You are MSgt Young, assigned to the 342d Recruiting Squadron at Minneapolis, Minnesota. Although your squadron headquarters is in Minneapolis, you are assigned as the flight chief for the southern Wisconsin region and eight recruiters total. You' re the rater for all eight recruiters. The 342d covers almost all of North Dakota, Minnesota, and Wisconsin. The flight office is in Madison, Wisconsin, and you are next door to the recruiting office. Your supervisor, SMSgt Hughes, works at headquarters. He's a good boss but will sometimes send a little extra work your way because of your knowledge and experience in supervision. SMSgt Hughes has two subordinates: SrA Delk (unit administrator) and A IC Griffey (unit vehicle NCO).
The recruiting business is fastpaced . Fortunately, you have eight top-notch recruiters who are experienced and hardworking. Your fl ight recruits at least 225 young people a year. This job requires complete dedication. There' s no such thing as "regular" duty hours, because most actual recruiting takes place after 1630. During the day, your recruiters are preparing mail - outs, taking care of administrative duties, and documenting personnel interview records (PIRs). The PLRs are a complete history of all communication between a recruiter and individuals in the delayed entry program (OEP). It ' s important for your recruiters to keep in constant communication with their "OEPPERs" (recruits in the OEP) to keep them motivated and prepared for basic training. At any given time, there may be 25 recruits in the OEP, and their recruiter is their first line supervisor. Your recruiters are also visiting 25 high schools, 7 colleges, and making numerous classroom presentations. Each of your recruiters is responsible for a two- to three-county area (zone).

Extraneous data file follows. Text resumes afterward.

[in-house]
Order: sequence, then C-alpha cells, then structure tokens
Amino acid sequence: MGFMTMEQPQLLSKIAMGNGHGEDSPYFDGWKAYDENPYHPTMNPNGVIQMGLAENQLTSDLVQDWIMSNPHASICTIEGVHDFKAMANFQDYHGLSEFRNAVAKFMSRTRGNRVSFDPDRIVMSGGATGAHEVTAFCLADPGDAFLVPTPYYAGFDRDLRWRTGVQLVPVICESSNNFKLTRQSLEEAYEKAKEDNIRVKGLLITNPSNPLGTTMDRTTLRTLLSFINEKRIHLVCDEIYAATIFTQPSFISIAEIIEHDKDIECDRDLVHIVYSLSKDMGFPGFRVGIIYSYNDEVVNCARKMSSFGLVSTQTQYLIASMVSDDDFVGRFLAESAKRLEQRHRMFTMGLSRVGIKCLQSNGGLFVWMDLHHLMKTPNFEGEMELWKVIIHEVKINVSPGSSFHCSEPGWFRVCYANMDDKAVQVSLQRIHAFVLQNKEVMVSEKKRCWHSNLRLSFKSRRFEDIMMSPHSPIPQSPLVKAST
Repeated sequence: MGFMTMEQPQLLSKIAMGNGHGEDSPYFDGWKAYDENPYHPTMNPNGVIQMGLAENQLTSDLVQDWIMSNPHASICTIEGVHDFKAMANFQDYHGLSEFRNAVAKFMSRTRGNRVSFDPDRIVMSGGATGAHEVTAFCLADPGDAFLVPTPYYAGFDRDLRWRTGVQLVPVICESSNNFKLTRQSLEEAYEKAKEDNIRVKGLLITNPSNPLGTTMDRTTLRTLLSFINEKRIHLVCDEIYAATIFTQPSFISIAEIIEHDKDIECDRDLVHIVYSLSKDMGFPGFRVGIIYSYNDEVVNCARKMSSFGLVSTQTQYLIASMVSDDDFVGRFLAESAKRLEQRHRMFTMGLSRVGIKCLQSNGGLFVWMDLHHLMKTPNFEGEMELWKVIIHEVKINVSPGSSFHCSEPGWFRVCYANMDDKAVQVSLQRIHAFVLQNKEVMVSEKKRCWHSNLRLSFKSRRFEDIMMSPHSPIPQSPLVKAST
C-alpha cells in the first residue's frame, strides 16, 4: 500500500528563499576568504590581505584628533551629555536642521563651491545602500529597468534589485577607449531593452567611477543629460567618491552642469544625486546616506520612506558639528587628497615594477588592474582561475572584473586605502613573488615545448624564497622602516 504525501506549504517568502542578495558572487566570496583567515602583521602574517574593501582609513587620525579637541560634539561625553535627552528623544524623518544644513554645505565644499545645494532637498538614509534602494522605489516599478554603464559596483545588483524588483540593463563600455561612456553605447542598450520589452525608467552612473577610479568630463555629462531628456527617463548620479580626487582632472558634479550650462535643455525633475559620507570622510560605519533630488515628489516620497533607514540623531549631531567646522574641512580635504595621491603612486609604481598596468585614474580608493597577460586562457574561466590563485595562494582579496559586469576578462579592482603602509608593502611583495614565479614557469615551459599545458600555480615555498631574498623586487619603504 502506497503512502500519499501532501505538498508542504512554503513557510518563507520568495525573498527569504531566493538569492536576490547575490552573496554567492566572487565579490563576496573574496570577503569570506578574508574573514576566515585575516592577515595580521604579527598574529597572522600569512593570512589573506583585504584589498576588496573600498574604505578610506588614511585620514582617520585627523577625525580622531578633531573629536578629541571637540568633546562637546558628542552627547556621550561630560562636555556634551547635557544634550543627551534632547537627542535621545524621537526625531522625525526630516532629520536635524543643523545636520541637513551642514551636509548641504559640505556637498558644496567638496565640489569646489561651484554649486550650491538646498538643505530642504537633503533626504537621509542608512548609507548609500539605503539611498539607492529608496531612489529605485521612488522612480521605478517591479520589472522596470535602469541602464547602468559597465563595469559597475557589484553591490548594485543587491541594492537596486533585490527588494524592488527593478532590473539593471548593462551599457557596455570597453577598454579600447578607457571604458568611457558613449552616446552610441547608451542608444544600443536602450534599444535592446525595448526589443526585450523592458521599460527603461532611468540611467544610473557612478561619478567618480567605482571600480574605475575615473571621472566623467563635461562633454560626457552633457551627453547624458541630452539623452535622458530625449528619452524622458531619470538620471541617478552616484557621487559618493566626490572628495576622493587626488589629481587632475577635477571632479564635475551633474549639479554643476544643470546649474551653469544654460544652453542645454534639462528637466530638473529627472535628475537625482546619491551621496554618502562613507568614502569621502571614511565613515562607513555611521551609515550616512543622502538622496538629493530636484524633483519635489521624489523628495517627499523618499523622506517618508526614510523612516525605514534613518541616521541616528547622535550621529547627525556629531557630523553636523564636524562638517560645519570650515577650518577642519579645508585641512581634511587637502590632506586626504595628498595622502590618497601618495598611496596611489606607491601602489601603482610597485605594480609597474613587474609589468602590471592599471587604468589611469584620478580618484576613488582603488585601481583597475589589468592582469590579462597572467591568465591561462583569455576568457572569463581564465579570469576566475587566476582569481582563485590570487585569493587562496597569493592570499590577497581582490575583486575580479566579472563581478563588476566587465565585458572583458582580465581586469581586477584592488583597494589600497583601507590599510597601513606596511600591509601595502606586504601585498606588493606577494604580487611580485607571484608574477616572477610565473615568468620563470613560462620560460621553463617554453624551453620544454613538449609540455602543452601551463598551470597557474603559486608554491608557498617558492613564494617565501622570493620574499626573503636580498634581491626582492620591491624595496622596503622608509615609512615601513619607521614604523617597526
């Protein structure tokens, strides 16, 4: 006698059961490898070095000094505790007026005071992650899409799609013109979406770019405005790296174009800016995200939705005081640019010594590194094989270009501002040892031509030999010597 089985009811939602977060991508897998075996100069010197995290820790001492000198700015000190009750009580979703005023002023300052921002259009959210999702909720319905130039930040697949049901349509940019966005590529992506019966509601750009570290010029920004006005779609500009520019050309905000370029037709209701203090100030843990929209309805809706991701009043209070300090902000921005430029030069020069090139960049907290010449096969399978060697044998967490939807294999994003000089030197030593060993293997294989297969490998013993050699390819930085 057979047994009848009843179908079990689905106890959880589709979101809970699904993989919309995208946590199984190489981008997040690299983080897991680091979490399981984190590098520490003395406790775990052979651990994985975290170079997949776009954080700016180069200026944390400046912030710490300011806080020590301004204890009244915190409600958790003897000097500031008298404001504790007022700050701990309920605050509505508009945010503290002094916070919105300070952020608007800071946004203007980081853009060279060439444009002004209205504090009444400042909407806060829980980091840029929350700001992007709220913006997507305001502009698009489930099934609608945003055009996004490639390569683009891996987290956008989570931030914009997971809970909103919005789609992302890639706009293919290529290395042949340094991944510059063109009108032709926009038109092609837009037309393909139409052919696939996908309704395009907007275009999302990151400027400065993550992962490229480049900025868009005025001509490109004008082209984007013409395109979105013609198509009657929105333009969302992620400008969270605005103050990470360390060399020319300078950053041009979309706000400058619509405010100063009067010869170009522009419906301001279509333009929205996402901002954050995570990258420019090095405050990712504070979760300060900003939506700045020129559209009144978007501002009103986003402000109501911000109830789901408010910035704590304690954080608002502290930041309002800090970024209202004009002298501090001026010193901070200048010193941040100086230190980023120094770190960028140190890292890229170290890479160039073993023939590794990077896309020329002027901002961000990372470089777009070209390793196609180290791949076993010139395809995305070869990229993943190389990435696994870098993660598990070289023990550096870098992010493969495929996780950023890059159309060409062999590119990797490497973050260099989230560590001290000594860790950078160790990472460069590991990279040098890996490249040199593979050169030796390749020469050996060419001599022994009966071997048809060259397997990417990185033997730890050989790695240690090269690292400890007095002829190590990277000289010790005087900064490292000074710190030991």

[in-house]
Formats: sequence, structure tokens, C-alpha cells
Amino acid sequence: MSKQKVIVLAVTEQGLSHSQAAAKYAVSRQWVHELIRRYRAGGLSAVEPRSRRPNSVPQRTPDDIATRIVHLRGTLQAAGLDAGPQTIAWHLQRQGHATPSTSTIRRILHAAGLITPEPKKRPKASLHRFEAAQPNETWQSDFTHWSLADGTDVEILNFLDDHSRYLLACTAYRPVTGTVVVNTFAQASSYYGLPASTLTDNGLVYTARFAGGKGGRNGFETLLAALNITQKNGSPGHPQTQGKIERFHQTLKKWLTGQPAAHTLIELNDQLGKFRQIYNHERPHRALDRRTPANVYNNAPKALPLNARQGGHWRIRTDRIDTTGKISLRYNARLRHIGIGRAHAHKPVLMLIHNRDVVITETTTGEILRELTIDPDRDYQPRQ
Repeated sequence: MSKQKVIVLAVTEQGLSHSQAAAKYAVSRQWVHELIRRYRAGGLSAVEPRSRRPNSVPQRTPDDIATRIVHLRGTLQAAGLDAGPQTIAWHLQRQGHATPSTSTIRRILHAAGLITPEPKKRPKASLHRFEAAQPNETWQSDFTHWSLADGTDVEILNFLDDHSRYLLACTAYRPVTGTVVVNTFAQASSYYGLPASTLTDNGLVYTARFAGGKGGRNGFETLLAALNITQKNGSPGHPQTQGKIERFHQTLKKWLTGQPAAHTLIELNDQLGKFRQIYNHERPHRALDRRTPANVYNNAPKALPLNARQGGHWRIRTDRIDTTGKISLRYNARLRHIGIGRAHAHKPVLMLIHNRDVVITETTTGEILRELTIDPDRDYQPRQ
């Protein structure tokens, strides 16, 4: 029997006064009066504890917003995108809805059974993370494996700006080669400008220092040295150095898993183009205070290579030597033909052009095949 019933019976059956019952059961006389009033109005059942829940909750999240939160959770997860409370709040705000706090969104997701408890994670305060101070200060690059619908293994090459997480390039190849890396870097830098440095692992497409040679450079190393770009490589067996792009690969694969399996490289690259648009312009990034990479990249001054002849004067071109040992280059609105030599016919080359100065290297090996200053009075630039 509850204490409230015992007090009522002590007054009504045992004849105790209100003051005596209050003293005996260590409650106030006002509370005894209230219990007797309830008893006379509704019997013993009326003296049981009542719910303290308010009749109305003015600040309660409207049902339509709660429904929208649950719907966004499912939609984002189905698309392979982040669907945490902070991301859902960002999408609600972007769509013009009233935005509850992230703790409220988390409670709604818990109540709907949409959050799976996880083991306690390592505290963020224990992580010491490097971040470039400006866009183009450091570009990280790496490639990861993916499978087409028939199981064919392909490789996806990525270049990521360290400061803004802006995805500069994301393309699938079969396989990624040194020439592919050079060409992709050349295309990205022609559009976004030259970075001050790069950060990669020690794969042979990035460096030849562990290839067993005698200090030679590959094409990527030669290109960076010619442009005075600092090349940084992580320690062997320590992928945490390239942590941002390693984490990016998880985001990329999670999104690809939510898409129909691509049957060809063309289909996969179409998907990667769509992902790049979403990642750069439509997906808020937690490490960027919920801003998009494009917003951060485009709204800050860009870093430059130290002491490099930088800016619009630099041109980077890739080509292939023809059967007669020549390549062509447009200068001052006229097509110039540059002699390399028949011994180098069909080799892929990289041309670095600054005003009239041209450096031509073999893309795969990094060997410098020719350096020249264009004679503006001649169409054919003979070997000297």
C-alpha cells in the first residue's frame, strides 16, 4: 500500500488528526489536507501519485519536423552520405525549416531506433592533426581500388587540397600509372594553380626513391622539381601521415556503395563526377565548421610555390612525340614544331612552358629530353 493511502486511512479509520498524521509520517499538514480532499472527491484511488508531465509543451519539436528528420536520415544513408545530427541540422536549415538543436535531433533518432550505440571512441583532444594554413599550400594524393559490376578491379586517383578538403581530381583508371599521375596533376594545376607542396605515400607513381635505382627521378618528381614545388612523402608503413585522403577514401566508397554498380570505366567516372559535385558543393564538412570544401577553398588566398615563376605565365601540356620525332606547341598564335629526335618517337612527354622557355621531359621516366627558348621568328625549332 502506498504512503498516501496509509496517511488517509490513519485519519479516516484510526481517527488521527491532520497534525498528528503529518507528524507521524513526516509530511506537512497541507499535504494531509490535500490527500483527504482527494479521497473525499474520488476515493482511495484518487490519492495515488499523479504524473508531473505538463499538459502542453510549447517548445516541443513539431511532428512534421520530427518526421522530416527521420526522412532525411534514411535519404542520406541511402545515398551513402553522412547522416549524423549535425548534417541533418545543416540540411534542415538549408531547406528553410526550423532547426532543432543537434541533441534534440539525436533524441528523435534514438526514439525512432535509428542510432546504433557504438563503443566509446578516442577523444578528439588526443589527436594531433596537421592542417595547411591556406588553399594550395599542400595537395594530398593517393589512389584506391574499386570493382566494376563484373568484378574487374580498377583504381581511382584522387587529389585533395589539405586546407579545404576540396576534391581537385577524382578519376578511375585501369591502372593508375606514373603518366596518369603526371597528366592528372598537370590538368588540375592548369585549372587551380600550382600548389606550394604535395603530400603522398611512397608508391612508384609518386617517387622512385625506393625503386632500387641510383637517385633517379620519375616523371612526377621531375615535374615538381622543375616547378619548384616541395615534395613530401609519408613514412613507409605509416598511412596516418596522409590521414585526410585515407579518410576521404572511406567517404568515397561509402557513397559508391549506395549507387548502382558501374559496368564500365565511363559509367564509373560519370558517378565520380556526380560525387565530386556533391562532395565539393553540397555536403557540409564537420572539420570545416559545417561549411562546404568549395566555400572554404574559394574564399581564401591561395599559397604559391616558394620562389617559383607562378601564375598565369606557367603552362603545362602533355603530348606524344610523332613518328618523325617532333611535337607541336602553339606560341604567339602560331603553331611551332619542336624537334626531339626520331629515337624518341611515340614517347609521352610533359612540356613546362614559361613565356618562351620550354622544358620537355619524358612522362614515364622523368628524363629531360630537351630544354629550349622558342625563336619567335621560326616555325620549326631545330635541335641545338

Your job is fairly easy because you have great recruiters, but there are always surprises that pop up. The weather is highly unpredictable. Government owned vehicles (GOYs) break down, and sometimes applicants get cold feet about shipping out to Lackland! Your subordinates are spread out over five recruiting offices.
The Madison recruiting office is in the same building as your flight office and has two fine recruiters : TSgt Fuller and SSgt Hernandez. Normally you rate on all your recruiters, although there are times when you give the ranking person in a two-person office a chance to hone his or her supervisory skills.
Sergeant Fuller has been in the Air Force 11 years, 2 of which have been in the recruiting service. She' s married with no children, is your resident expert in drill and ceremony procedures, and is a hard-charging, type A NCO.
Sergeant Hernandez has been in the Air Force for 10 years and in recruiting for over 2 years. He' s your go-to person for self-help projects. He' s personable and has good rapport with his recruits.
In the Janesville recruiting office, TSgt Jay has 16 years of Air Force experience, and he' s been in the recruiting world for about 3 years. He does a great job of keeping the flight focused on force protection issues.
Senior Airman Hawkins has 6 years in the Air Force but just over I year in recruiting. He' s married, and you have sensed that his wife may not be thrilled about all the hours he puts in, so you keep close communication with him about his home life.
The Lacrosse recruiting office handles the northwestern part of your zone and has two recruiters. Technical Sergeant Taylor has been in the Air Force 15 years and the recruiting service almost 3 of those years. He is a linguist by trade and does a great job recruiting folks for this demanding field . He is also the additional duty unit mobility NCO. The unit is assigned to an AEF; therefore, it requires a mobility NCO to track deployment taskings even though they are extremely rare.
Senior Airman Porter has 5 years in the service, and 18 months in recruiting. He' s the only single recruiter who works for you. He works hard and plays just...